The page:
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Friday, May 5, 2000 - Page updated at 12:00 AM

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World premiere for Seattle son ; Composer David Kechley returns home for Seattle Symphony's performance of his work

Seattle Times music critic

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Concert preview

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Several Northwest threads will be woven together tonight, when a Seattle Symphony "Music of Our Time" performance brings the 8 p.m. world premiere of David Kechley's new cello concerto "Flow: Transcending Passages for Cello and Orchestra."

The concerto in three uninterrupted movements, written for cellist Walter Gray (a Seattle Symphony member and also a founding former member of the Kronos Quartet), is the latest work of Seattle native Kechley - who, in turn, is a member of the ultra-talented Kechley family of musicians and artists (father Gerald and brother Robert also are respected composers). The new concerto is dedicated to Eva Heinitz, the legendary UW cello professor who premiered David Kechley's first cello sonata, and who recently was honored by Janos Starker as this country's "grande dame of the cello."

Kechley calls his compositional style "a fairly straightforward modal language, (which is) quite satisfying to work in, having written lots of chromatic music as well." From a look at the new score, the concerto is accessible and written with considerable clarity, but it also is extremely demanding, taking the cello throughout nearly all its compass and putting the solo voice in the foreground throughout.

Kechley, who earned degrees at the University of Washington and the Cleveland Institute of Music, now teaches at Williams College in Massachusetts. His long list of orchestral premieres stretches back to 1968, when the Seattle Symphony first played his "Second Composition for Large Orchestra," and it includes 1998's "Tuakhu: A Dark Samba for Orchestra," premiered by the Auburn Symphony Orchestra. The latter work, as well as the earlier "Transformations," will join Kechley's touching song cycle, "The Skylark Sings," on an upcoming CD. That latter work was written in memory of Kechley's brother Peter, who was a prominent member of the music community here prior to his death. Peter's widow, soprano Thomasa Eckert, is the soloist in "The Skylark Sings"; the disc will be released later this spring on the Liscio label.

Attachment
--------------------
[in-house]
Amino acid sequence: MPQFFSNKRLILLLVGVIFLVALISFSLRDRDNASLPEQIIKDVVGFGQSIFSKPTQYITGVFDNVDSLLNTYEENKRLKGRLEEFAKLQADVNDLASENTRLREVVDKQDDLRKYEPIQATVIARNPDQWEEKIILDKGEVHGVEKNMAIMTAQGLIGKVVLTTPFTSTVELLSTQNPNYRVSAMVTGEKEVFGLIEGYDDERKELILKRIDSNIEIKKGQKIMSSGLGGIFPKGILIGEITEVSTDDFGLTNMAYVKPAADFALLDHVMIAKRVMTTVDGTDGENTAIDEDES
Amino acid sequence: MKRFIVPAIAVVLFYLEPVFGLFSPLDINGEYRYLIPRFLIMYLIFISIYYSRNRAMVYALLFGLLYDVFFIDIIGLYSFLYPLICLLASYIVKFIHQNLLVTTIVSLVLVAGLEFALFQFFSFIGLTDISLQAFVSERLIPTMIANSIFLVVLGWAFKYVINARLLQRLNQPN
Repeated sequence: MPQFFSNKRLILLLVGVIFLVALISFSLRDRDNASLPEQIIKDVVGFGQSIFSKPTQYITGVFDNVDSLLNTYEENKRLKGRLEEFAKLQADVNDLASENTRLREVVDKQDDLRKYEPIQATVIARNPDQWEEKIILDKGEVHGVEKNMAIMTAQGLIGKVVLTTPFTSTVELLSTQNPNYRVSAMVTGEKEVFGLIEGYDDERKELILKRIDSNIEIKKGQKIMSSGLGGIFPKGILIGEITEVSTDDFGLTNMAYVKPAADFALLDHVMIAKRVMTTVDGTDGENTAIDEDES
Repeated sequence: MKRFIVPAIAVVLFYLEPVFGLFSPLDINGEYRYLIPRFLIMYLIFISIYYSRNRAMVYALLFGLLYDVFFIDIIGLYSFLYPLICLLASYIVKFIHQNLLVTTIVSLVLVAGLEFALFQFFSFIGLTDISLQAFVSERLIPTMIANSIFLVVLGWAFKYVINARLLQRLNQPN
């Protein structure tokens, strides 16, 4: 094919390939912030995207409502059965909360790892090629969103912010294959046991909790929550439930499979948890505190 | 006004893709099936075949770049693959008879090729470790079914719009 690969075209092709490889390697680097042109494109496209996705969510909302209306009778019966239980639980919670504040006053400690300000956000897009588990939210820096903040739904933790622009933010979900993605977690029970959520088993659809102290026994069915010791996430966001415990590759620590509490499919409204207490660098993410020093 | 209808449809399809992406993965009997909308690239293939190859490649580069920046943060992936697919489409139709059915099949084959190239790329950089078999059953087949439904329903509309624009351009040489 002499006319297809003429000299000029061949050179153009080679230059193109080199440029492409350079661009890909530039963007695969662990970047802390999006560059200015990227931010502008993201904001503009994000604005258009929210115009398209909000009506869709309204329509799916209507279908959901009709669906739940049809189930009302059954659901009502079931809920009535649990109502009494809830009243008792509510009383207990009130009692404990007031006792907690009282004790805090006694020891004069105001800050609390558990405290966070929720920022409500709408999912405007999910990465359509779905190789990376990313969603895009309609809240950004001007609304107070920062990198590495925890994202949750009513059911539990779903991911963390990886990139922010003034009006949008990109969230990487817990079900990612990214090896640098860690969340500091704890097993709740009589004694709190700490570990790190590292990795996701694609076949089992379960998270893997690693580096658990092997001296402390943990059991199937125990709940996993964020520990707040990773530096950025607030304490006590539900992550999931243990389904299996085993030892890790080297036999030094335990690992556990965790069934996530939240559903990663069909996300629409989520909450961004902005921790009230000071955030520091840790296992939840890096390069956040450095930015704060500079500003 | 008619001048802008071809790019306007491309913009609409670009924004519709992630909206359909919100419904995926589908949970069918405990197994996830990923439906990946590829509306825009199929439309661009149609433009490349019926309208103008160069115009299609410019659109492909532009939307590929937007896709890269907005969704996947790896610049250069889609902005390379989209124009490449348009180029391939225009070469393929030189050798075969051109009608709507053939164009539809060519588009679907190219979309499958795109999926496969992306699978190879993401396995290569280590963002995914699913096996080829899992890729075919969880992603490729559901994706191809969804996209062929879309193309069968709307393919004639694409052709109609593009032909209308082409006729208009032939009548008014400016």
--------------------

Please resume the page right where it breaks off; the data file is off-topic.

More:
Conductor for tonight's performance is Richard Pittman, the founder and music director of the Boston Musica Viva ensemble, as well as conductor of the Concord Orchestra and music director of the New England Philharmonic. His program also will include Copland's "Three Latin American Sketches," Magnus Lindberg's "Arena II," and "Shahnama," written by the British composer Nicholas Maw. Pittman will join Maw and Kechley in a post-concert discussion; Kechley and cellist Gray will also present a pre-performance discussion at 7 tonight, talking about the dialogue between composer and performer during the composition process. Both discussions, like the concert, take place in the Illsley Ball Nordstrom Recital Hall at Benaroya. They're free to concert ticketholders ($15; 206-215-4747).

Short works for violins

On Sunday, you can play "name that tune" with the Seattle Violin Virtuosi, who are uniting again under the direction of Seattle Symphony violinist Michael Miropolsky for a 7:30 p.m. concert of "brilliant miniatures" by Bach, Mozart, Mendelssohn, Tchaikovsky, Kreisler and other composers. The all-violin ensemble, drawn mainly from the membership of the Seattle Symphony, is accompanied by pianist Victoria Bogdashevskaya in performances of audience-pleasing short works, many with familiar melodies.

Copyright (c) 2000 Seattle Times Company, All Rights Reserved.

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